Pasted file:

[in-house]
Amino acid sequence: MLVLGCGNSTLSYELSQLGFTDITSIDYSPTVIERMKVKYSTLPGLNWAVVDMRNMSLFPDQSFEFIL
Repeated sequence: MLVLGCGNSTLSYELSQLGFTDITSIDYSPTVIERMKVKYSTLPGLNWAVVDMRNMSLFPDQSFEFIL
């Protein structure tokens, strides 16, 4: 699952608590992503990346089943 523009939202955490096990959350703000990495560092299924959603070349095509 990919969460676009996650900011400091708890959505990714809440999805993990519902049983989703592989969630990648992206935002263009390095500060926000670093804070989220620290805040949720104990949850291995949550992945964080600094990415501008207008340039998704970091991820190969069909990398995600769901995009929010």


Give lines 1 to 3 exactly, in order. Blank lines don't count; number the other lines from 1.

[in-house]
Amino acid sequence: MLVLGCGNSTLSYELSQLGFTDITSIDYSPTVIERMKVKYSTLPGLNWAVVDMRNMSLFPDQSFEFIL
Repeated sequence: MLVLGCGNSTLSYELSQLGFTDITSIDYSPTVIERMKVKYSTLPGLNWAVVDMRNMSLFPDQSFEFIL